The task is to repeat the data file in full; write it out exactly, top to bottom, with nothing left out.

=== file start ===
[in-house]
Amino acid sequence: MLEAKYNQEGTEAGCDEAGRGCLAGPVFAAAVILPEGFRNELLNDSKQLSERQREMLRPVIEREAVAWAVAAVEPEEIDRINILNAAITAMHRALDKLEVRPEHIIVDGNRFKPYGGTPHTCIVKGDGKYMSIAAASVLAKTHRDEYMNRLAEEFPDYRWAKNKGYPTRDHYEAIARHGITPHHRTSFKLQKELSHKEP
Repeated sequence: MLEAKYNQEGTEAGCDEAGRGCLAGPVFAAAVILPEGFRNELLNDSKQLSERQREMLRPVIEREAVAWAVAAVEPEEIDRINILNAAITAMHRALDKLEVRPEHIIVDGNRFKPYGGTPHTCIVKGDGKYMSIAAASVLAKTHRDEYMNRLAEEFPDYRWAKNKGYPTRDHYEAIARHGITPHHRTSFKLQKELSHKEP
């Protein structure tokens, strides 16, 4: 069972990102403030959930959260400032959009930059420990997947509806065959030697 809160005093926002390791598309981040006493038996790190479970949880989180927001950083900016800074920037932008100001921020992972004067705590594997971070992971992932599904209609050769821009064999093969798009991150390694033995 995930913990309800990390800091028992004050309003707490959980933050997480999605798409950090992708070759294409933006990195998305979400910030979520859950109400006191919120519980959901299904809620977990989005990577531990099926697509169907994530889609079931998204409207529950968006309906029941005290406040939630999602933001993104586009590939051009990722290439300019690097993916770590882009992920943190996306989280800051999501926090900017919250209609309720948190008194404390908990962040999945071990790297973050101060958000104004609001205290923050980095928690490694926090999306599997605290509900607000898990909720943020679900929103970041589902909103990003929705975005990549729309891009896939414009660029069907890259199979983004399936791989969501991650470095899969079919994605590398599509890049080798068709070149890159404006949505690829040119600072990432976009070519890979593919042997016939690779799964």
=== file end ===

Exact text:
[in-house]
Amino acid sequence: MLEAKYNQEGTEAGCDEAGRGCLAGPVFAAAVILPEGFRNELLNDSKQLSERQREMLRPVIEREAVAWAVAAVEPEEIDRINILNAAITAMHRALDKLEVRPEHIIVDGNRFKPYGGTPHTCIVKGDGKYMSIAAASVLAKTHRDEYMNRLAEEFPDYRWAKNKGYPTRDHYEAIARHGITPHHRTSFKLQKELSHKEP
Repeated sequence: MLEAKYNQEGTEAGCDEAGRGCLAGPVFAAAVILPEGFRNELLNDSKQLSERQREMLRPVIEREAVAWAVAAVEPEEIDRINILNAAITAMHRALDKLEVRPEHIIVDGNRFKPYGGTPHTCIVKGDGKYMSIAAASVLAKTHRDEYMNRLAEEFPDYRWAKNKGYPTRDHYEAIARHGITPHHRTSFKLQKELSHKEP
């Protein structure tokens, strides 16, 4: 069972990102403030959930959260400032959009930059420990997947509806065959030697 809160005093926002390791598309981040006493038996790190479970949880989180927001950083900016800074920037932008100001921020992972004067705590594997971070992971992932599904209609050769821009064999093969798009991150390694033995 995930913990309800990390800091028992004050309003707490959980933050997480999605798409950090992708070759294409933006990195998305979400910030979520859950109400006191919120519980959901299904809620977990989005990577531990099926697509169907994530889609079931998204409207529950968006309906029941005290406040939630999602933001993104586009590939051009990722290439300019690097993916770590882009992920943190996306989280800051999501926090900017919250209609309720948190008194404390908990962040999945071990790297973050101060958000104004609001205290923050980095928690490694926090999306599997605290509900607000898990909720943020679900929103970041589902909103990003929705975005990549729309891009896939414009660029069907890259199979983004399936791989969501991650470095899969079919994605590398599509890049080798068709070149890159404006949505690829040119600072990432976009070519890979593919042997016939690779799964």